There was no vendetta happening here.  We just didn’t go to Church is all.  Given how busy we were with sports, there was never a Sunday in which we weren’t running around from soccer field to soccer field or hockey rink to hockey rink.  Sunday was the day of sports, as opposed to the day of not-going-to-Church.  But throughout the years I heard the comments, not so much from my family, but from people in general.  The derogatory explanations of what Church is all about.  It’s a bunch of hypocrites, they’d say.  I started to notice that the people that actually did go to Church didn’t seem to be any more moral than people that did.  Then George Carlin pointed out that 90% of all the people ever killed in War were fighting over God.

Hmm, I thought.  But here I was, sitting in a wonderful Church, making sense of a terrible tragedy that had happened at my school.  I felt a warm sense of welcome from the other Church goers.  I went back home and read more.  I don’t think I’ve ever been more inspired than I was when I read about Jesus.  Chocked full of love, forgiveness, and strength, I was really starting to get why He is such a big deal.  Then it happened.

I don’t know if it was the age I was at, or if it was a shift in general sentiment, or if perhaps it was just my relocation to New York City.  Everyone started to hate Jesus.  They’d quote the telethons and pretend they were preachers.  “Oh, Jesus is going to save you!” mocked the Emo kid.  Like anyone trying to sell an idea, the Church was only fueling the fire with billboards that said “Got Jesus” and “WWJD” bracelets showing up everywhere.

Because I hadn’t been raised in the Church, I didn’t have particularly strong feeling about it.  I didn’t get beaten like my dad, I didn’t get humiliated like my mom, and I didn’t get molested like an alarmingly high number of friends I’ve known throughout the years.  I was never given any reason to hate Jesus.  At worst, I would just ignore Him.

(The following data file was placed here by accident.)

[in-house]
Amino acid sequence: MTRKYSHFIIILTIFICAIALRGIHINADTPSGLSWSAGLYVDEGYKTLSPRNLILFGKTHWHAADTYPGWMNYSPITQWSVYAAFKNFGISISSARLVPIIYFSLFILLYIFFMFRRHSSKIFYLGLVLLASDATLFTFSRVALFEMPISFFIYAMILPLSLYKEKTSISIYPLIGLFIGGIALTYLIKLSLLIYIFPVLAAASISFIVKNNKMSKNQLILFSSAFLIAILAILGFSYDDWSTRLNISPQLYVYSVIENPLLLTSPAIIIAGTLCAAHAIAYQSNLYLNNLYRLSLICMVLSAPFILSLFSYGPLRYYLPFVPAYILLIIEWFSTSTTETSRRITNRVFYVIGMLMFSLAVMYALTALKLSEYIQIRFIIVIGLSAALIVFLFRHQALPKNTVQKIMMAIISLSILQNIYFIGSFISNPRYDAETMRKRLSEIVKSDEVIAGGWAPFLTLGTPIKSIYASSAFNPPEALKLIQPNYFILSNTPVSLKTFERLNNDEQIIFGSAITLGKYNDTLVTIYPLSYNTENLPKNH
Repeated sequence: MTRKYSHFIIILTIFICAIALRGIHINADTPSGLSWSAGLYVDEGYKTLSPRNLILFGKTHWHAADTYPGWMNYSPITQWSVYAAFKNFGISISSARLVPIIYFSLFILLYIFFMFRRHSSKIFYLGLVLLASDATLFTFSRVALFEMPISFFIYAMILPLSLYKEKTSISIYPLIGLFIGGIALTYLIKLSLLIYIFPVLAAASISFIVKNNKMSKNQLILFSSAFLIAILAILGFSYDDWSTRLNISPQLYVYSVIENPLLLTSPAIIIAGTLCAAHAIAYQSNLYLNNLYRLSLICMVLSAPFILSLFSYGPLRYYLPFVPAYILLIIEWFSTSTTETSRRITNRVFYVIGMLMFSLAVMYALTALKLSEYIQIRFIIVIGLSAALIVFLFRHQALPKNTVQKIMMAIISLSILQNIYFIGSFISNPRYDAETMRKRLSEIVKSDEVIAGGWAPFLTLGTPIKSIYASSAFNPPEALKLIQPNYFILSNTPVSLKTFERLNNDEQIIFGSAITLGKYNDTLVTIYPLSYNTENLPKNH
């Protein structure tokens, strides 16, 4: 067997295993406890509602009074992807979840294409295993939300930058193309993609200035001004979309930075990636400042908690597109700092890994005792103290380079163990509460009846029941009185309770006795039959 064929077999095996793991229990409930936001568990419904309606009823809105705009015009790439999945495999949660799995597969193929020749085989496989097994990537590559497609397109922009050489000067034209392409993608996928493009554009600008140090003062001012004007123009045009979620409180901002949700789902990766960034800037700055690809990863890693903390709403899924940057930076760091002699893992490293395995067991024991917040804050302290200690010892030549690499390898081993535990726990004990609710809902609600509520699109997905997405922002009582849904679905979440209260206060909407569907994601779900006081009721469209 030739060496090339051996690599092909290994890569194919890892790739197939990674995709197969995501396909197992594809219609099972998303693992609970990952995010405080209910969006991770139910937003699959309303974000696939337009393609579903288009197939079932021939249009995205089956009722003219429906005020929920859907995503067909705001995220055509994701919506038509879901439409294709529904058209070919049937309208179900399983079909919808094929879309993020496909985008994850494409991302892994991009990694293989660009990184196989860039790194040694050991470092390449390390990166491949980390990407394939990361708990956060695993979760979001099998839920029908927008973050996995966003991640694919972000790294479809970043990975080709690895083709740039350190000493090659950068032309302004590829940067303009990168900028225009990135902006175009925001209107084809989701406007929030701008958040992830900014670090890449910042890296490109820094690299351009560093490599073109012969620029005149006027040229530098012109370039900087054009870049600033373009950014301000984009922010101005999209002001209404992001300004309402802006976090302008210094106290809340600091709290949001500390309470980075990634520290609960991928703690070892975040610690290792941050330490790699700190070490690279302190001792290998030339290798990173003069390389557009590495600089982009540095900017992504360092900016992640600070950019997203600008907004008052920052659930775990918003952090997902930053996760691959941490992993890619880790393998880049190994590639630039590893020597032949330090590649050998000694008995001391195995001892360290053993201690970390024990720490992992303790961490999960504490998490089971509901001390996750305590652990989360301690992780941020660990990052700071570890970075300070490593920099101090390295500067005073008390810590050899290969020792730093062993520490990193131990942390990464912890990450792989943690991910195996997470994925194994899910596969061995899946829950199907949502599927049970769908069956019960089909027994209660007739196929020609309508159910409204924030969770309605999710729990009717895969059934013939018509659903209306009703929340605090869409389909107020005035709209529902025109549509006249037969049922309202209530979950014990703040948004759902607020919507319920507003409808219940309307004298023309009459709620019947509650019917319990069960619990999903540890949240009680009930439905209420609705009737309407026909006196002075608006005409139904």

After years of holding my tongue I finally started asking people what it was they hated about Jesus so much.  After all, Jesus was the name that was being mocked all the time, in response to the fact that Jesus was the one that was being praised all the time.  What I found was a whole lot of answers that had nothing to do with JC.  I’ve yet to actually talk to someone that actually has an issue with Jesus.  People will go off about the Church and about Sunday School and about Rod from down the street who judges everyone and then (insert terrible thing).  But JC?  Scratch free.

I like to call this phenomenon the Jesus Treatment.  Basically, it happens when something is great, but those people surrounding or promoting it are sometimes not so great.  It doesn’t take much for something to get the Jesus treatment, and I see lots of stuff getting it today.



There’s many many examples out there, but what’s been bugging me as of late has been “Organic”.  The idea of organic is that you make food, like, for real.  You don’t add anything a chemist invented in a lab, whether it be in the fertilizer or as a pesticide.

What a bunch of douche bags.  I like chemicals in my food very much.  No chemicals?  Oooooh – la dee da, Monsieur Organique.  Organic this, organic that.  A bunch of rich liberals going to Whole Foods trying to be better than everyone else.  Oh, and I hear it’s good for the Environment!  Wah, wah, wah, the Environment.  I need to save the planet, because I love hugging trees and rolling in dirt.

Organic is a good thing.  Just because advertisers abuse the shit out of the word, and people tend to get their panties in a bunch over it, doesn’t mean that it’s not good.  People get annoyed by this Organic idea.  But consider this – why is it that Organic food is labeled as opposed to non-Organic food being labeled?  Like a sticker on every banana telling you how much pesticide was used to make it, or if it’s genetically modified? 

Then there wouldn’t be such a thing as “Organic” food and people would have nothing to give the Jesus Treatment.

I’m just sayin’.


With all this talk of religion, I feel it’s necessary to include this video of Jesse Gavin singing Amazing Grace:

Chapter 28: War Stories, Part 3

June 22, 2009

When we last left off, Space Cadet Sharon had just belittled Connecticut Chris and me for being so concerned about the battle of wild beasts taking place on the roof.